“You don’t have to,” Jen reached over, taking her husband’s hand and squeezing it.  “I’m the luckiest woman in the world, aren’t I?  I thought I already knew that, but I didn’t have the faintest idea.  I don’t know what I did to deserve having you both in my life.  But, I am damn sure I am never, ever going to take it for granted.  Thank you,” she leaned to quickly kiss first Kevin on the cheek, then Steven on the lips.  “Thank you.”

“Play with me, Daddy,” Daisy tugged on a prone Grant’s hand, urging him to get out of bed.  “Play with me, you promised.”

“Daisy!” Sarah barked, having left the room for only a moment to get Grant’s breakfast, not realizing that her daughter – who’d already been told several times to leave Grant alone and let him rest – would take advantage of the distraction to sneak back in and continue haranguing her father.  “I explained it to you.  Daddy is sick.  He can’t play with you right now.”

“He promised,” Daisy repeated with all the righteous insistence of a pint-sized lawyer waving a legally binding contract.

“I did promise her,” Grant admitted.  “After you went to work with Kirkland, I told Daisy I’d be the one to stay home and play with her from now on.”

“Well, circumstances change.”

“She’s four years, Sarah.  She doesn’t even understand what the word circumstances mean.”

“It means,” Sarah informed Daisy firmly. “That you need to go to your room and play quietly until Daddy feels better.”

“When?” Daisy demanded.

“I don’t know,” Sarah confessed with a sigh.

Daisy crossed her arms and pouted.  Sarah, with more important things on her mind, simply took her daughter by the arm, walked her out the door and deposited her in the hallway.  At which point, Daisy commenced wailing.  At which point, Sarah closed the door on her.

“Oh, come on, now,” Grant attempted to sit up and plead Daisy’s case.  “She’s just a little girl.”

“She’s a spoiled, little girl.  She’s got to learn she can’t have her way all the time.”

“I’ve always dreamed of having a little girl to spoil…” Grant smiled.

“And you can get right back to it as soon as you’re up and around again.”  Sarah sat down next to Grant, placing the tray of food on the bed next to him.

“Even you don’t know when that will be,” Grant reminded Sarah of what she’d told Daisy.

“Soon,” she predicted while, at the same time, picking up the cup of tea she’d made Grant and holding it up to his mouth.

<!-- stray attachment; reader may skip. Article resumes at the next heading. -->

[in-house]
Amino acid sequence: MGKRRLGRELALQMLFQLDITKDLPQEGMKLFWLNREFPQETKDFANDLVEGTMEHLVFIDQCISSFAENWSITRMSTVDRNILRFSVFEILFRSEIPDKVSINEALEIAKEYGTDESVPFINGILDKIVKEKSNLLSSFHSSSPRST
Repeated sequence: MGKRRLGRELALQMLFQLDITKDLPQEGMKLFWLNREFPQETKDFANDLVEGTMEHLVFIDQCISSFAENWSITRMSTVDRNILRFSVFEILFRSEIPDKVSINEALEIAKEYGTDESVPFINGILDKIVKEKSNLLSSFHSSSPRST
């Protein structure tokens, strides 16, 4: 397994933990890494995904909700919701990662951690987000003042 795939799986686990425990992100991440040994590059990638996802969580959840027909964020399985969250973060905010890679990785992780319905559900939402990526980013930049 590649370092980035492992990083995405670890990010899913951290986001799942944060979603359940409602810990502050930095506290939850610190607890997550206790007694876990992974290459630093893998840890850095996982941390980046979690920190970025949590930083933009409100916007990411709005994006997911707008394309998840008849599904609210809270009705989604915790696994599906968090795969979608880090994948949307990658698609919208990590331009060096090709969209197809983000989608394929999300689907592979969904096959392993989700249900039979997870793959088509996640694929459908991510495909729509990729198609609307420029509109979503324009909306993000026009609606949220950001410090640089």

“You look tired.” He reached up to tuck a loose strand of hair behind Sarah’s ear.

“I’m fine,” she shrugged off his caress, putting down the tea-cup and reaching for the bowl of oatmeal.

“I still think you should have taken Kirkland up on his offer to help.”

“You don’t think I can do this on my own?” Sarah asked sharply, visibly offended.

“Of course, you can.  But, there’s no reason for you to.”

“I want to do it,” she insisted.  “I want to show you how much I love you.”

“I already know that.”

“This is what people were talking about,” Sarah said.  “When they claimed you and I didn’t belong together.  That I was too young, and you were – “

“Too old,” he exhaled.

“Well, they’re wrong.  I’m going to prove them wrong.  I can take perfectly good care of you on my own.  I don’t need Kirkland or anybody.  I’m going to show them how wrong they were.  Here, with you, is exactly where I belong.  For better or for worse. In sickness and in health.”

“Till death do us part,” Grant added grimly.

“It’s good to see you up and about, Olivia,” Marley graciously offered Dennis’ ex when she arrived, uninvited, at Marley’s art gallery.

“Thank,” Olivia snapped tersely.

“How are you feeling?”

“Like crap,” she told the truth.

“I’m sorry to hear that.  And I’m sorry about… I’m sorry about the baby.”

“I just bet you are.”

Marley sighed.  “Okay.  So, obviously, you aren’t going to believe a word I say.  In that case, what do you want, Olivia?”

“You pushed me down those stairs,” she accused.

“I didn’t,” Marley dismissed.  “You’re the one who insisted on coming up – though what you thought you were doing, I have no idea.  You’re the one who started our fight.  I was on my way to get married, for God’s sake!  What did I need with you?  And you were the one who lost your footing and fell.”

“You can’t prove that.”

“I don’t need to.  The only person whose opinion matters to me is Dennis, and he knows what a liar you are.”

“Then you’d better hope Dennis is the presiding judge at your trial.”

Excuse me?”

“I’m filing charges,” Olivia said.  “Assault.  Attempted murder.”

“Oh, please.”

“It’s hardly your first offense, is it, Marley?  Just how many times do you think you’re going to get away with your crimes on the grounds of being blonde and rich?  Or, what is your favorite go to?  Batshit crazy?”

“No judge in their right mind would entertain a case based on your word and your word alone.”

“Do you really want to risk it?  Three strikes, Marley…”

“What choice do I have?” she fired back.  “You’ve made up your mind, haven’t you?”

“Well, I might be tempted to reconsider.”

“If what?” Marley braced herself.

“If you were to, say, break up with Dennis….”

Rachel told herself she was imagining things.  That there was nothing going on between Carl and Lorna.

She told herself this for most of the day.  And into a part of the evening, as well.

Carl hadn’t been interested in Lorna for years.  Decades, as a matter of fact.  More than one of them.  After everything that woman had done to him, it was amazing Carl even stood having her in his home.

Then again, moving Lorna in had been Carl’s idea.

And they’d just spent two years together as, more or less, each other’s only confidants.  He’d saved her life, she was obviously grateful for that.  Jamie said Lorna considered Carl her savior.